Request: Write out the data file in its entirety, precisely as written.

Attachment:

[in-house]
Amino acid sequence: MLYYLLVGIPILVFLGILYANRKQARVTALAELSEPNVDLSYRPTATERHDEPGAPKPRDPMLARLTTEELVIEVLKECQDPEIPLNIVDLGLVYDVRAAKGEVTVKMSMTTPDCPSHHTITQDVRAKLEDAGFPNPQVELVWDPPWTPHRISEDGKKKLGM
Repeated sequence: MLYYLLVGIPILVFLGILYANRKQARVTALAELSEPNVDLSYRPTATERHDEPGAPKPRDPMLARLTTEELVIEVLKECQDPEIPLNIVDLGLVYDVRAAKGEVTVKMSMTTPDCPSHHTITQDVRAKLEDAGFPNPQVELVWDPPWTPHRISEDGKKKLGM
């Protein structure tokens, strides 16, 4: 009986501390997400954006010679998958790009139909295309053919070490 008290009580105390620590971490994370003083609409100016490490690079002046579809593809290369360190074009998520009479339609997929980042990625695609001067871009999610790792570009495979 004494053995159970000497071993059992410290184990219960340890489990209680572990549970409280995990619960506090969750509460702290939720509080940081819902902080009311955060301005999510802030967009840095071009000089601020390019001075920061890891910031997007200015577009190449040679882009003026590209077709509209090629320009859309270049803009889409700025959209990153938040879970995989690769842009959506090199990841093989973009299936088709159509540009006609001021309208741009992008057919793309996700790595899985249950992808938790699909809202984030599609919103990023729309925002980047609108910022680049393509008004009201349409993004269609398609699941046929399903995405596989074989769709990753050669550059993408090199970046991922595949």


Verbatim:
[in-house]
Amino acid sequence: MLYYLLVGIPILVFLGILYANRKQARVTALAELSEPNVDLSYRPTATERHDEPGAPKPRDPMLARLTTEELVIEVLKECQDPEIPLNIVDLGLVYDVRAAKGEVTVKMSMTTPDCPSHHTITQDVRAKLEDAGFPNPQVELVWDPPWTPHRISEDGKKKLGM
Repeated sequence: MLYYLLVGIPILVFLGILYANRKQARVTALAELSEPNVDLSYRPTATERHDEPGAPKPRDPMLARLTTEELVIEVLKECQDPEIPLNIVDLGLVYDVRAAKGEVTVKMSMTTPDCPSHHTITQDVRAKLEDAGFPNPQVELVWDPPWTPHRISEDGKKKLGM
């Protein structure tokens, strides 16, 4: 009986501390997400954006010679998958790009139909295309053919070490 008290009580105390620590971490994370003083609409100016490490690079002046579809593809290369360190074009998520009479339609997929980042990625695609001067871009999610790792570009495979 004494053995159970000497071993059992410290184990219960340890489990209680572990549970409280995990619960506090969750509460702290939720509080940081819902902080009311955060301005999510802030967009840095071009000089601020390019001075920061890891910031997007200015577009190449040679882009003026590209077709509209090629320009859309270049803009889409700025959209990153938040879970995989690769842009959506090199990841093989973009299936088709159509540009006609001021309208741009992008057919793309996700790595899985249950992808938790699909809202984030599609919103990023729309925002980047609108910022680049393509008004009201349409993004269609398609699941046929399903995405596989074989769709990753050669550059993408090199970046991922595949």